Norway decides farming matters

12 October 2001

Norway decides farming matters

Food security and the preservation of rural communities are

taken very seriously in Norway, as John Farrant explains

NORWAYS farmers campaigned hard to stay out of the European Union and many years later they can reflect on their success with pleasure.

Although they must conform to similar rules, they can afford to because they are well supported by their government that operates a policy aimed at food security, rural communities – keeping people in areas of low population – and the environment.

To keep small farms in business there are limits on how many poultry can be owned, while prices are kept up by border protection. This could bring problems in WTO negotiations, but agriculture minister Per Harald Grue says his country will see safeguards for its agricultural industry, food safety and animal health.

Its isolation and small population of 4.4m are some protection in themselves from disease and cut price imports. The low incidence of salmonella in livestock is countered by 90% of such infections in humans being brought from abroad.

&#42 Size limits

In 1975 the size of flocks was limited to 5000 birds, with the average flock size numbering just 875. Norway has a total of 3.2m layers, of which 96% are kept in cages, the balance being barn. Size limits apply to pig, poultry and egg production and the enterprise must be linked to agriculture, with the aim of preserving mixed family farms.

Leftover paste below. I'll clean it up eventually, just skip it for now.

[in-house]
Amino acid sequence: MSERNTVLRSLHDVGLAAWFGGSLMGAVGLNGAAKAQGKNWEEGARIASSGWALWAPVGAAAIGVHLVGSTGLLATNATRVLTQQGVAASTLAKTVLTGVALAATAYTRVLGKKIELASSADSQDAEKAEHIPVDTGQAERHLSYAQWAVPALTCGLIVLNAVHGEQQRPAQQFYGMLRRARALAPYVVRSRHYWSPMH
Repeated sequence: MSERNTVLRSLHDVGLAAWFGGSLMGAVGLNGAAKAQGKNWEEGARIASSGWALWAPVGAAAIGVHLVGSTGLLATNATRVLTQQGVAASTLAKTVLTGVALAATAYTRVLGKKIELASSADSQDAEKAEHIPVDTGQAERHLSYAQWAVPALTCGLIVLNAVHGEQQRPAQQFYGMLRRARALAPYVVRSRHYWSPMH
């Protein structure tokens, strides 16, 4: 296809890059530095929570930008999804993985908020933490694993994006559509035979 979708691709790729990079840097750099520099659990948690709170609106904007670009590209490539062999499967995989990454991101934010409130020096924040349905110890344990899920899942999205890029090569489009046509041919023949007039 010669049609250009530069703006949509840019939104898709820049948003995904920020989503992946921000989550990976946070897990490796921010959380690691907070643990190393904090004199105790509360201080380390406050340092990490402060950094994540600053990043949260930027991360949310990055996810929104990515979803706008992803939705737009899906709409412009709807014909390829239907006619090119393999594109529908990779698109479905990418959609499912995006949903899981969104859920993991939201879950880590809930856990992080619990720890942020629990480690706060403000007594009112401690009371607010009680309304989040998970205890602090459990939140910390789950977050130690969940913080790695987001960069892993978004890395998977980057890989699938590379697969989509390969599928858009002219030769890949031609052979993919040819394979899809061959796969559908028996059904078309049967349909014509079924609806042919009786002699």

Livestock accounts for three-quarters of farm income. Only 3% of the countrys area is farmed but, including fishing, it still produces 50% of food supplies. Production from the rugged landscape of mountains interspersed by fjords and lakes means there is a farm on every bit of soil. But those farms are small, averaging only 12ha (30 acres) and with an average field size of just 1.5ha (3.7 acres).

However, the Gulf Stream helps crops flourish in the short growing season and livestock spend most of the year inside.

With production in so many hands, agricultural co-operatives are vital and an organisation called Prior handles over two-thirds of eggs and poultry meat production. It is strong in product development and aims to have an egg product for every meal at all times of the year.

A levy on all poultry meat and eggs production by the Norwegian Egg and White Meat Marketing Board is used for market development and promotion.

&#42 Broadly in step

Welfare regulations planned for the next few years are broadly in step with the EU. This month, decisions are due to be made on timing and stocking densities for enriched cages and floor systems.

There is still a majority in Norway against EU membership, according to Bernt Aas, managing director of the Federation of Norwegian Co-operatives, who points out they have voted twice to stay out – first in 1972 and then in 1994.

The philosophy, apart from the farming benefits of independence, is that the economy is based on raw materials and the second is the distance from Brussels.

"Others put it this way – it is better to be something strange outside the EU than a province inside," he adds.

&#8226 John Farrant is editor of Poultry World, FWs sister magazine.

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